American Apparel


Gildan Activewear Inc.’s purchase of American Apparel LLC has been approved.

The judge overseeing the company’s bankruptcy on Thursday gave the OK on the company’s sale to Gildan Activewear for a purchase price of $103 million, which includes the initial $88 million offer plus $15 million for inventory purchase orders. A closing date has not yet been set and could be subject to regulatory approvals.

Next Level came out of Monday’s auction as the backup bidder with an $86 million offer plus $16 million in purchase orders.

Smaller deals also struck during Monday’s bankruptcy auction, involving two landlords looking to buy back their leases in Chicago and Nashville from American Apparel, also received court approval during Thursday’s hearing. The combined purchase price of the two deals was $440,000.

A possible deal with Buffalo Exchange Ltd., the seller of used and vintage clothing, on a Chicago lease is still in negotiations.

The company is also looking to work out a potential deal with Broncs Inc. on its leases in Garden Grove, with the possibility of Broncs restarting the facility’s operations as a knit and dye house and possibly hiring back some of American Apparel’s former employees. The potential purchase by Broncs could yield at least $200,000 and could go as high as a $250,000 purchase price.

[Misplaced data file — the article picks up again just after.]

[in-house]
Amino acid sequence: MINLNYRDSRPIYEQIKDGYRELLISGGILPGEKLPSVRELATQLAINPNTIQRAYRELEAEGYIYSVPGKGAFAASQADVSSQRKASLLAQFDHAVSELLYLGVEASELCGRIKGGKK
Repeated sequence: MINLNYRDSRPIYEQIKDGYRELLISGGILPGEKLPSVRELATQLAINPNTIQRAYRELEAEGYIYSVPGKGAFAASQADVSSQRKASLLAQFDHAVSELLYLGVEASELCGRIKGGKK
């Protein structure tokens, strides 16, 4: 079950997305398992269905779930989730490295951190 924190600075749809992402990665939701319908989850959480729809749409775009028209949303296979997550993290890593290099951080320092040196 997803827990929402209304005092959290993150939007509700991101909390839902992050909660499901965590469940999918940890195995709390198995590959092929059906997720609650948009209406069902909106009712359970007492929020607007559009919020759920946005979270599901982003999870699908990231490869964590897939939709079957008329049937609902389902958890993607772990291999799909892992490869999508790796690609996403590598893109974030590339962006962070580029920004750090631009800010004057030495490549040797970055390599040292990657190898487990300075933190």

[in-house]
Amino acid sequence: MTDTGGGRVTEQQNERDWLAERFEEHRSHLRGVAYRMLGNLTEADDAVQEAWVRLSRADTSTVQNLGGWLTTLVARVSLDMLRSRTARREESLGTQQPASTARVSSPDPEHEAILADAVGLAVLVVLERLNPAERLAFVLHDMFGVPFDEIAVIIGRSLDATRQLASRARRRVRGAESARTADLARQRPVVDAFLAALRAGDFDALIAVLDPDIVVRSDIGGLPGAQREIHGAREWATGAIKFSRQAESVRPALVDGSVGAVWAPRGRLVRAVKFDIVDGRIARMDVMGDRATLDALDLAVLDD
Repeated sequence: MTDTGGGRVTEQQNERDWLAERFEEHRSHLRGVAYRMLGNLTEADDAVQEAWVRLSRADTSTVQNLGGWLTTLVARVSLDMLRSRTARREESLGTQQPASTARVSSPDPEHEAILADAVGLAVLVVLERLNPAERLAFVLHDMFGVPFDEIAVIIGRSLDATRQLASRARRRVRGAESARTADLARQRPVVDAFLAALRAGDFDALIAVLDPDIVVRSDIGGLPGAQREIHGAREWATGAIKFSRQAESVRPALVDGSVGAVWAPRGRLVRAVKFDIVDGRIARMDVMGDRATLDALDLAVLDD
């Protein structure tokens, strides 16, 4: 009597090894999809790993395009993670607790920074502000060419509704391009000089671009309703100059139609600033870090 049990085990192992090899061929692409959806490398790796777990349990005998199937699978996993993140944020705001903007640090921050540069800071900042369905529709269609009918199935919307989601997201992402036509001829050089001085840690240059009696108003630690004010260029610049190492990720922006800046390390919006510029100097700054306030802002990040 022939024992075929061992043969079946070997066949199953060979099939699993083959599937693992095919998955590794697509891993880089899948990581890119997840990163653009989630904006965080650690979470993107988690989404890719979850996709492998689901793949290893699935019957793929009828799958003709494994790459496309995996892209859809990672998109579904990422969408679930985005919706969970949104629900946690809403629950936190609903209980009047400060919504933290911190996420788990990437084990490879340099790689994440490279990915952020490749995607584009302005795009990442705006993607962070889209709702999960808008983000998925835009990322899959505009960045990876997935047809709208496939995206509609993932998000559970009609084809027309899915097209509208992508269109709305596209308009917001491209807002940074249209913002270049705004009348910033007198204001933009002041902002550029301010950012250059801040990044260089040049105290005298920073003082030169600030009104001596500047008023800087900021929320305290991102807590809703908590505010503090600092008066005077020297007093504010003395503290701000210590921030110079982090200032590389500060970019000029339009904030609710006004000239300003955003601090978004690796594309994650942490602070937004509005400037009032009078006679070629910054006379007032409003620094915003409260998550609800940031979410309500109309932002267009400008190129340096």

The Garden Grove facility counts 332 workers, according to an American Apparel filing with the state’s Employment Development Department. That’s a fraction of the 3,457 jobs spread across Orange County, the main downtown Los Angeles factory and South Gate the company warned in November as being potentially on the line.

An American Apparel spokeswoman reached Thursday declined comment on the status of the jobs and if a store closing process would commence across the company’s chain.

Gildan spokesman Garry Bell, also reached Thursday, confirmed the approved sale did not include the retention of jobs and where manufacturing of the American Apparel brand would take place has not yet been determined. The go-forward integration plan of the American Apparel business, he said, could come as early as the company’s next scheduled conference call Feb. 23.

“The jobs and any of the impacts of this bankruptcy are really on the bankruptcy and we’ve just had this opportunity to buy these assets as a result of this bankruptcy,” Bell said.

Store operations could continue for as long as the next 100 days, the term under which Gildan has extended a limited license for use of the American Apparel name. Whether there’s a resurgence of American Apparel brick-and-mortar in the long term under Gildan, it’s too early to say, Bell said.

“Retailing is changing so there’s a lot of moving parts and I think people in retailing are struggling to figure out how to properly position a brand,” he said. “The good news with this brand is it has a loyal, strong following. The brand strength is built on their vertical integration model. It was a brand that created this marketing aura about it that drew people in. Those are all things we’re going to consider as well as manufacturing. There are a lot of things to weigh as we take a look at all of this.”

 

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